And That Happened: Wednesday's scores and highlights

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Tigers 7, Twins 2: I’ve seen a lot of “well, whaddaya expect,
Pavano sucks” comments floating around the internet since last night’s
loss, but it’s all from New York people who can’t get his time in
Gotham out of their heads. Sure, he got knocked around last night, but
before that he had owned the Tigers this season, going 4-0 with a 1.69
ERA. It wasn’t his night, no, but the outcome wasn’t preordained. Give
Detroit the credit for doing what had to be done. And it is all but
done, no? Three games back with four games to play? Sorry, Twinkies, I
think it’s over.

Marlins 5, Braves 4: Speaking of over. Sixteen freakin’ strikeouts by Ricky Nolasco. Sixteen! If only the Braves had listened to Mike Schmidt.
But they could have won! A dramatic comeback in the ninth, only to be
short-circuited by Matt Diaz’s total brain lock at third base with the
bases loaded in the ninth. Either run home or don’t go, Matt. At least
there’s dignity in being gunned down at home. Dying at third base is an
empty death.

Phillies 10, Astros 3: And now we’re talking really over.
As in the NL East race, which the Phillies have now clinched. Brade
Lidge was brought in to pitch the last out of the ninth with a seven
run lead. I’d call that “baby steps” but to do so would be an insult to
babies everywhere. This is more like it.

Rockies 10, Brewers 6: And really, given how they’re playing
(i.e. not on fire, but better than L.A., St. Louis and Philly) they
kind of have to be your NL favorites, no?

Reds 6, Cardinals 1: I’m supposed to be writing a preview of
whichever NLDS the Cards are a part of, and as I sit here right now, I
can’t picture doing it without using the word “stanky.”

Blue Jays 12, Red Sox 0: Even stankier, though to be fair, the
Sox trotted out a AA lineup the day after clinching the wild card.
Still, thank goodness Pouliot is writing the Anaheim-Boston preview,
because I wouldn’t know what to say. Let’s all tip out hats to Roy
Halladay, who probably had more annoying crap to deal with this season
than any other superstar. He plays for an imploding organization who
left him dangling in the breeze for over a month, and then when it
didn’t happen, he got to read all kinds of stuff talking about how
he’ll never be more valuable, and just wait for the decline, and all of
that. Screw that, he said, and went and shut down the Sox (CG SHO, 3
H). Again, sure, it was almost all second stringers, but dominant is
dominant.

Indians 5, White Sox 1; White Sox 1, Indians 0: Eric Wedge bids
adieu to Progressive Field with the split of the doubleheader. I
basically got fired nearly a year ago, so I know from playing out the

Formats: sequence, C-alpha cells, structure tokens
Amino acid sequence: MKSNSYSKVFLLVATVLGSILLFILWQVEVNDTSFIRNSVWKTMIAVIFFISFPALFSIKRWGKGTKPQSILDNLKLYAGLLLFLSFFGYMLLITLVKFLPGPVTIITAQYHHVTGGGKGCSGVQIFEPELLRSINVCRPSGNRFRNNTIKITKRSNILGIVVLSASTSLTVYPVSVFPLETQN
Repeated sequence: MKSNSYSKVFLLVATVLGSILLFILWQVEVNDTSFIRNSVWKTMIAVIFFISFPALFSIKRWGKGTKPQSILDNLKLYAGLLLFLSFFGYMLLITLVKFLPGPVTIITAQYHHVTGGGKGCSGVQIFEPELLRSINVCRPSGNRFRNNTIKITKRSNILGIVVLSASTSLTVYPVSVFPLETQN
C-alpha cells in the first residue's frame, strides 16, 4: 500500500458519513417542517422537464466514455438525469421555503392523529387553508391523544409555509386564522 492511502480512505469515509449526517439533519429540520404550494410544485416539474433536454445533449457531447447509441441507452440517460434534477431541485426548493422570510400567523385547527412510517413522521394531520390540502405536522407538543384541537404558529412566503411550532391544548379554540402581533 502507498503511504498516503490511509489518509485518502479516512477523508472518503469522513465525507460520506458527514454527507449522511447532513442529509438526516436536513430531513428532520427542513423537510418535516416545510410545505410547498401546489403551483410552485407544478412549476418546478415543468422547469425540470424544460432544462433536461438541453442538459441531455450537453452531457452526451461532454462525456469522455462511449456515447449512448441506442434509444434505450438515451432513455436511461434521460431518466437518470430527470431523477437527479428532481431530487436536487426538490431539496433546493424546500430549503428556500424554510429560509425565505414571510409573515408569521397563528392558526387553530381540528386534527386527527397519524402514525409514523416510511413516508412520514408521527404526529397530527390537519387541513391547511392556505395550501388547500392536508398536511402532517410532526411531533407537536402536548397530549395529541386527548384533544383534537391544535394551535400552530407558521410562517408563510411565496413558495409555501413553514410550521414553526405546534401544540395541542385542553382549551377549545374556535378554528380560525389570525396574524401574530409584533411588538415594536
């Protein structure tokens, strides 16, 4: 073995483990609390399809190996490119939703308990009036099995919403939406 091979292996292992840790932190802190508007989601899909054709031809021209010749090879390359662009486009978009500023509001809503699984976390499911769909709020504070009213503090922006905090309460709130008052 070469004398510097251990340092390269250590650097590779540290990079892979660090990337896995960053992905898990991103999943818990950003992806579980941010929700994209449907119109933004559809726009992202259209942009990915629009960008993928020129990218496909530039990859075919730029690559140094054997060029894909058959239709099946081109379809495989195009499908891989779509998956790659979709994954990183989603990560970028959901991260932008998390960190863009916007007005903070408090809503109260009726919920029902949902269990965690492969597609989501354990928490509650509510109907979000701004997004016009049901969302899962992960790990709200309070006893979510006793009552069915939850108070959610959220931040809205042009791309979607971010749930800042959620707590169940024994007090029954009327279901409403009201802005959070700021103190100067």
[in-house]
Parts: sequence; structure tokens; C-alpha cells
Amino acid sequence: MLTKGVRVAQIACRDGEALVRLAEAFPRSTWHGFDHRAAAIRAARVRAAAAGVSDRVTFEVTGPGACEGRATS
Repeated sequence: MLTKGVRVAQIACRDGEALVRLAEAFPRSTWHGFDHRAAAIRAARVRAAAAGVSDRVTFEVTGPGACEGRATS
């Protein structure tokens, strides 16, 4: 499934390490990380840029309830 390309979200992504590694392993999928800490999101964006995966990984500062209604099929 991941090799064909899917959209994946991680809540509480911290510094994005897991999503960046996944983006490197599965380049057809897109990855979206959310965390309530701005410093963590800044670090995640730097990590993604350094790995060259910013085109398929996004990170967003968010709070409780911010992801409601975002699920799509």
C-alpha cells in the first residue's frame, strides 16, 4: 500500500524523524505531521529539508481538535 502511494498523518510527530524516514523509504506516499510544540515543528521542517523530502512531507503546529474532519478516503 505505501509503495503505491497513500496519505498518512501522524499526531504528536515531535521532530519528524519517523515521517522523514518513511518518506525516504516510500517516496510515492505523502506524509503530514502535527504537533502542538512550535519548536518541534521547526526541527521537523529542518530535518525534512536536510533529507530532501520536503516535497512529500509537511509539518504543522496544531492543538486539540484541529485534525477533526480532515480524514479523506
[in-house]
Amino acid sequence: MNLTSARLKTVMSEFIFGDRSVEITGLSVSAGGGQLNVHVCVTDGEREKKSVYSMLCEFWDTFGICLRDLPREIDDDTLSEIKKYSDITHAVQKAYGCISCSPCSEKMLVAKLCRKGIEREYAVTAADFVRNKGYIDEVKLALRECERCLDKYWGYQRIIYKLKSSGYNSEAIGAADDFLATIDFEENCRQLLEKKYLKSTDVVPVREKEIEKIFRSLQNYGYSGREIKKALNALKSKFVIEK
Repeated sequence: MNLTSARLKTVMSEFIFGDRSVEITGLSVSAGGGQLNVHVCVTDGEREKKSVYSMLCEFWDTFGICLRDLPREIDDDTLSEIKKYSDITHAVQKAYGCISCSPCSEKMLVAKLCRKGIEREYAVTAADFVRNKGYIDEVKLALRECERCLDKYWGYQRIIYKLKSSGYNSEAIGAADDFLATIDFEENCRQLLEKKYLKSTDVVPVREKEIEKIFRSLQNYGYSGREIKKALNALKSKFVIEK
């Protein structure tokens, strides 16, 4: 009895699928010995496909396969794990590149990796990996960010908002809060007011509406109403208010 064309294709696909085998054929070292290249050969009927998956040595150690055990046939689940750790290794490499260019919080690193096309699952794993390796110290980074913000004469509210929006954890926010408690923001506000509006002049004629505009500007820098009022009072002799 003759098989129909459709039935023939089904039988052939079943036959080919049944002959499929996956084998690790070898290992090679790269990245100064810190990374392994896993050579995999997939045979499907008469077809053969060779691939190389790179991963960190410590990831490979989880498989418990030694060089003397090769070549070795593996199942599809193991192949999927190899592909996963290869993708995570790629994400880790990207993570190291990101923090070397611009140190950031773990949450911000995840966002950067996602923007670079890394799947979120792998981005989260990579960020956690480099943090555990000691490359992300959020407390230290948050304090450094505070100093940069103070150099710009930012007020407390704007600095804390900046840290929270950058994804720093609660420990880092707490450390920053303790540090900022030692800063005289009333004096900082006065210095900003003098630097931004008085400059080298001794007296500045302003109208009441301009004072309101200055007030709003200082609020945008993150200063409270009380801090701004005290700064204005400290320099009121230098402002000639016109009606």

string in October. Contrary to the gloomy game recaps, my guess is that
he rather enjoyed the day. Sure, it will weigh on him later, but once
you hear the rumors about the axe coming down, it’s something of a
relief to actually have it happen. In other news, I heard a rumor that
Shapiro had a line on a new manager. I can’t mention any names until
the deal is official, but I think it will be as soon as the candidate
gets off the other line with that guy who is interested in a set of
white walls.

Rays 5, Orioles 3: “You’re saving your really good lies for some
smarter cop, is that it? I’m just a donut in the on-deck circle. Wait
until the real guy gets here. Wait until that big guy comes back. I’m
probably just his secretary. I’m just Montel Williams. You want to talk
to Larry King. I’ve been a murder police for ten years. If
you’re going to lie to me, you lie to me with respect. What is it? Is
it my shoes? Is it my haircut? Got a problem with my haircut? Don’t you
ever lie to me like I’m Montel Williams. I am not Montel Williams. I am not Montel Williams!” In other news, I’m done thinking of new ways to describe the Orioles’ suckitude. Here on out, it’s only “Homicide” quotes.

Pirates 4, Cubs 0; Pirates 8, Cubs 2: Charlie Morton throws a
four-hit shutout in the first game. Donnie Veal got in another third of
an inning in the second. Nice job getting him some work, Russell. The
Pirates need only split their remaining four to avoid 100 losses. I’m
kind of rooting for them.

Nationals 7, Mets 4: Justin Maxwell came in as a pinch runner,
hung around for a plate appearance and hit a walkoff grand slam on
K-Rod’s 37th pitch of the game. Jerry Manuel after the game: “We’re
just not a good team right now.” You don’t say, doc?

Royals 4, Yankees 3: Derek Jeter led off the first with a homer,
which I’m pretty sure makes him a felon or a fraud or a war criminal of
some kind. Joba Chamberlain was booed off the field following 3+
lackluster innings. He’s 0-4 with 8.42 ERA in his last eight starts,
and at this point I don’t see the Yankees putting much if any trust in
him in the postseason. I think he was jerked around a bit in the second
half, but really, at some point you gotta pitch regardless of how the